By Haley Gottfried
For Unwind magazine
The roaring twenties ushered in a tidal wave of changes; women began to feel liberated from their traditional gender roles, the economy underwent vast expansion and individuals living in rural areas decided to take advantage of the rapid urbanization by moving to cities.
With all these social and economic changes underway, the 20s also managed to supply one other American staple: The Macy’s Thanksgiving Day Parade.
According to Time magazine, this classic celebration originated in 1924 but was not associated with Thanksgiving until later on. Instead, the first parade was hosted Christmas Day.
An estimated 250,000 people flocked to the first Macy’s parade to celebrate the opening of its largest store. They lined the streets to witness creative floats, a procession of zoo animals from Central Park, a marching band and Macy’s employees dressed as different characters.
According to history.com, “To match the nursery-rhyme theme in Macy’s Christmas window display in 1924, floats featured Mother Goose favorites such as ‘The Old Woman Who Lived in a Shoe’, ‘Little Miss Muffet’ and ‘Little Red Riding Hood.’”
Three years later, the parade coordinators realized that large crowds frightened the featured zoo animals, and they decided to replace them with something a bit bigger: massive inflatable balloon characters. Hence the famous balloons were born, the first being Felix the Cat.
The parade continued as a yearly tradition until World War II, when from 1942-1944 it took a break due to helium and rubber shortages. However, 1946 marked a significant stepping point for this tradition because it was the first time the parade was broadcasted on local television. As the years progressed the parade became more detailed; musical icons and actors began performing atop the floats, the famous Radio City Rockettes marched and performed, and the Bugs Bunny balloon was paraded for the first time in 1966.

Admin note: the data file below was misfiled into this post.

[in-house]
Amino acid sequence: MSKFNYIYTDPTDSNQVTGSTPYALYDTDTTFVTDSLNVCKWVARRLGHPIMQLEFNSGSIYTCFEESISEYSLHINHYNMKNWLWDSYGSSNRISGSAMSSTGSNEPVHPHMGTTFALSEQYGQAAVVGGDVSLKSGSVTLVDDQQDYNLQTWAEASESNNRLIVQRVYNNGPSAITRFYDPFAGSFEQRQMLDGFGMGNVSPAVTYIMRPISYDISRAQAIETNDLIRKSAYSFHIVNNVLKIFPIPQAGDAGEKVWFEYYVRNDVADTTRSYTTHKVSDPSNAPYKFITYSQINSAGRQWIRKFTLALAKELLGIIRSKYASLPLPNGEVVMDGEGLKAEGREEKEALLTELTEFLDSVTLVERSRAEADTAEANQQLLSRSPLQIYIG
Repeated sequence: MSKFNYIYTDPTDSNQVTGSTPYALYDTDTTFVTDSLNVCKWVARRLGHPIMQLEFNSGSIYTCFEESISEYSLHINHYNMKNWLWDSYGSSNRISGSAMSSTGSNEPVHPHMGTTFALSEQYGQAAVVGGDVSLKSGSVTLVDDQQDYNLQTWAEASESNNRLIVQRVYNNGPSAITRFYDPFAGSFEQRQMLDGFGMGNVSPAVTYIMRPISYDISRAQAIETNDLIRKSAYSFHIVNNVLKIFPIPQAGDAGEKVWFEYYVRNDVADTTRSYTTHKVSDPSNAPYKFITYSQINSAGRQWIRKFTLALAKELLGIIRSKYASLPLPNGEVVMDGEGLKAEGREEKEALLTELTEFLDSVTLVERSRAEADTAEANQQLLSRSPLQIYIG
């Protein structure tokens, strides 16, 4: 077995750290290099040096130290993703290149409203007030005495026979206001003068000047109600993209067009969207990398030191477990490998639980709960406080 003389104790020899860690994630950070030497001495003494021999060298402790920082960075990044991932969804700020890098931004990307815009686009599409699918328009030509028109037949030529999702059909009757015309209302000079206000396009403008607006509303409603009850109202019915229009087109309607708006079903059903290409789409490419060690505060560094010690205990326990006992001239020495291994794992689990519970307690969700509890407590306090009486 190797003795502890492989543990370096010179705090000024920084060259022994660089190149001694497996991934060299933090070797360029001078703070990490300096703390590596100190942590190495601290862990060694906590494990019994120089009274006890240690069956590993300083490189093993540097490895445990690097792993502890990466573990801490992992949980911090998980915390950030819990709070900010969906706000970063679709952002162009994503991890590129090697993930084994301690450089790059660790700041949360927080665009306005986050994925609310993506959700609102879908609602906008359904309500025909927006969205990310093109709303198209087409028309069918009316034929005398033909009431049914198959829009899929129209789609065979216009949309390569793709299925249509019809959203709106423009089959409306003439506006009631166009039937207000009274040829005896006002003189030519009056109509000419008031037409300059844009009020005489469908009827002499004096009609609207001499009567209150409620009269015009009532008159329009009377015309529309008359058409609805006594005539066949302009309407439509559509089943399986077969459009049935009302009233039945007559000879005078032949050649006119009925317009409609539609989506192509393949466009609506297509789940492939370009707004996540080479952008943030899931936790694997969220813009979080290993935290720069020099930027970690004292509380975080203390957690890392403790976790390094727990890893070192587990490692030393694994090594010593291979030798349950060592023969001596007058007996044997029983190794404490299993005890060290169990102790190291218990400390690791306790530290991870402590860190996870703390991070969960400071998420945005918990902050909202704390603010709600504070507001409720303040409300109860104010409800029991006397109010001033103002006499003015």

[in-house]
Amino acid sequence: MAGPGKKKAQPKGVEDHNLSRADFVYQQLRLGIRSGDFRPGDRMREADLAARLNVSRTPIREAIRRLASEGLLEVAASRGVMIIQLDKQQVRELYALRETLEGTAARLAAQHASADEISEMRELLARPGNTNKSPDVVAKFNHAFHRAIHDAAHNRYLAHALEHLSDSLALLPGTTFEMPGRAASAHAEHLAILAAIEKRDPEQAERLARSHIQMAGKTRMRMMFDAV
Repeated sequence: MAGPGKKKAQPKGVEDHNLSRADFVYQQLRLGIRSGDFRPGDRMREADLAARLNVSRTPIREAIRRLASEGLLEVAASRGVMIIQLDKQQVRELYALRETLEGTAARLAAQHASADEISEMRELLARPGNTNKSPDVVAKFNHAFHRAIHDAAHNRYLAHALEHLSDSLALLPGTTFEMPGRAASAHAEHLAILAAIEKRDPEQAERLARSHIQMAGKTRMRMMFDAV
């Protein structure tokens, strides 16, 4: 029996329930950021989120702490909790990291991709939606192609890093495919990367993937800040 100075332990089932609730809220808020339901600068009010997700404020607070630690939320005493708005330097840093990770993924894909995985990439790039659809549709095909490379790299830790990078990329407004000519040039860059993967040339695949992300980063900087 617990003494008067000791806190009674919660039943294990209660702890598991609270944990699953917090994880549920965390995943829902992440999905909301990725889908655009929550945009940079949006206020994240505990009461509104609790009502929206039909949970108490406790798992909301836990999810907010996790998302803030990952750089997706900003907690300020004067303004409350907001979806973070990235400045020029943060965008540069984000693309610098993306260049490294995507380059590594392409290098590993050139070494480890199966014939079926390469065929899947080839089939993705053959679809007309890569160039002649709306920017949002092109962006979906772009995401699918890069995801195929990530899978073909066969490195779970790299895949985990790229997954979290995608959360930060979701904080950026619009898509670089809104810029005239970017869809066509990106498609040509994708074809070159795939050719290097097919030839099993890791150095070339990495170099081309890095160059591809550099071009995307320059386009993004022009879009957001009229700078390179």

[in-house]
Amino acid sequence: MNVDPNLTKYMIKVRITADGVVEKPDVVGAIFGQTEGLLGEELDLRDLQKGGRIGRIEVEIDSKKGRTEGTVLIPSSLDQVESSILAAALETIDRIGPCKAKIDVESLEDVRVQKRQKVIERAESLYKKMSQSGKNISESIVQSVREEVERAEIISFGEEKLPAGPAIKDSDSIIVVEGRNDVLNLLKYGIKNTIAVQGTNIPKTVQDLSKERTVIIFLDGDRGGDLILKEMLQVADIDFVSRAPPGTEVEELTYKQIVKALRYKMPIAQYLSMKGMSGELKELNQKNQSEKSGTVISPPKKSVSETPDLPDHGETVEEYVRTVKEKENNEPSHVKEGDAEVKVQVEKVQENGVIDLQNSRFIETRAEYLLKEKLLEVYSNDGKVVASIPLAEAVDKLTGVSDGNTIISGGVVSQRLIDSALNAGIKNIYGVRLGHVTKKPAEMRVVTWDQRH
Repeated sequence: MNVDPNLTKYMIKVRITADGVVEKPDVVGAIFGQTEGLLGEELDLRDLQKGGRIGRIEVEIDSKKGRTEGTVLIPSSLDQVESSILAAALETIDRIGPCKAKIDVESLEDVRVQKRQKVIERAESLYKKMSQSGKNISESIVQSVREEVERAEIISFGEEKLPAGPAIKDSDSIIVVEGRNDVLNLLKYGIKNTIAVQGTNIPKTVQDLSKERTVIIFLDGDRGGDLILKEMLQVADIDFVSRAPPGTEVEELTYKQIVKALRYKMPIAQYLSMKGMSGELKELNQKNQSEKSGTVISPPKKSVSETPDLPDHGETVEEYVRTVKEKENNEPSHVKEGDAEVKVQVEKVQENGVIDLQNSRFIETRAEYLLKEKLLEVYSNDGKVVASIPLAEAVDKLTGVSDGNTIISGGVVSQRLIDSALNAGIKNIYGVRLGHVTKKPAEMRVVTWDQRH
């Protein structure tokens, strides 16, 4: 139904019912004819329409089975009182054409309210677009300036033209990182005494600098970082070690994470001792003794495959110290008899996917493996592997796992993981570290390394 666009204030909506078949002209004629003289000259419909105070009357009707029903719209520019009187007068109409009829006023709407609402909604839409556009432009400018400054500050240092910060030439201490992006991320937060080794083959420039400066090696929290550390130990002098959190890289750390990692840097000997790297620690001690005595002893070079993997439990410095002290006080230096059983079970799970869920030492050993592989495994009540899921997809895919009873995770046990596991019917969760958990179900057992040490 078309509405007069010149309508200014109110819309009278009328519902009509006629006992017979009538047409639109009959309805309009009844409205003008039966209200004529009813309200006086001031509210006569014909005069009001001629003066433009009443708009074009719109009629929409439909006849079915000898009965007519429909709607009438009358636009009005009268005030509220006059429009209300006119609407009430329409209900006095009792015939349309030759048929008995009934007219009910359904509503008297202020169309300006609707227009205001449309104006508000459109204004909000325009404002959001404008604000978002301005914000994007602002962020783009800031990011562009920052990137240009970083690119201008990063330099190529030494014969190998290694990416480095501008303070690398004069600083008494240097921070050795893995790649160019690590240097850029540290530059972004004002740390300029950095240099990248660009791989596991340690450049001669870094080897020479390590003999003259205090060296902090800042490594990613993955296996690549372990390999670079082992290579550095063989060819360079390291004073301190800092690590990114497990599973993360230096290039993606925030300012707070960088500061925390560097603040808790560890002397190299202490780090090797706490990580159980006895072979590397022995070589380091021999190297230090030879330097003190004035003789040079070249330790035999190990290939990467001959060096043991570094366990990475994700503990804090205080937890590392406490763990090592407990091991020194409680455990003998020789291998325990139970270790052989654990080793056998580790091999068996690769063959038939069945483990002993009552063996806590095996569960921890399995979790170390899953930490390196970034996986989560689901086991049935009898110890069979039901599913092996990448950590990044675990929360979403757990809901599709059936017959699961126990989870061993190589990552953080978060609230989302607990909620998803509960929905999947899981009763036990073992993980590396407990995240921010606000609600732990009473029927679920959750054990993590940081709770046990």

This yearly event is also used to commemorate significant points in American history. For instance, in the parade following the Sept. 11, terrorist attacks, firefighters and policemen carried a large American flag throughout the duration of the parade to symbolize the nation’s strong pride and sense of spirit.
Today the parade continues to grow; the New York Daily News reports that in 2004, “Spongebob Squarepants…floated along with 59 other balloons and 27 floats.”
With those numbers in mind, and new cartoon balloons being debuted every year to reflect changing entertainment trends, it’s no surprise the number of viewers nationwide has skyrocketed to nearly 50 million. The number of participants has also reached around 4,000, which is in accordance with the increasing number of balloons in need of handlers.
On Nov. 24, the Macy’s Thanksgiving Day Parade will celebrate its 90th anniversary. According to the Macy’s website, viewers can expect a variety of different balloons such as Hello Kitty, Ice Age’s Scrat and his acorn, Spongebob Squarepants, and Pikachu. Along with the traditional floats like Santa’s Sleigh and the Big Apple, floats with themes of Sesame Street, Teenage Mutant Ninja Turtles and KFC will also be featured. Macy’s won’t give away all it’s secrets, though. Those who want to see the full lineup will have to tune into NBC at 9 a.m. (EST) to see what other surprises are in store!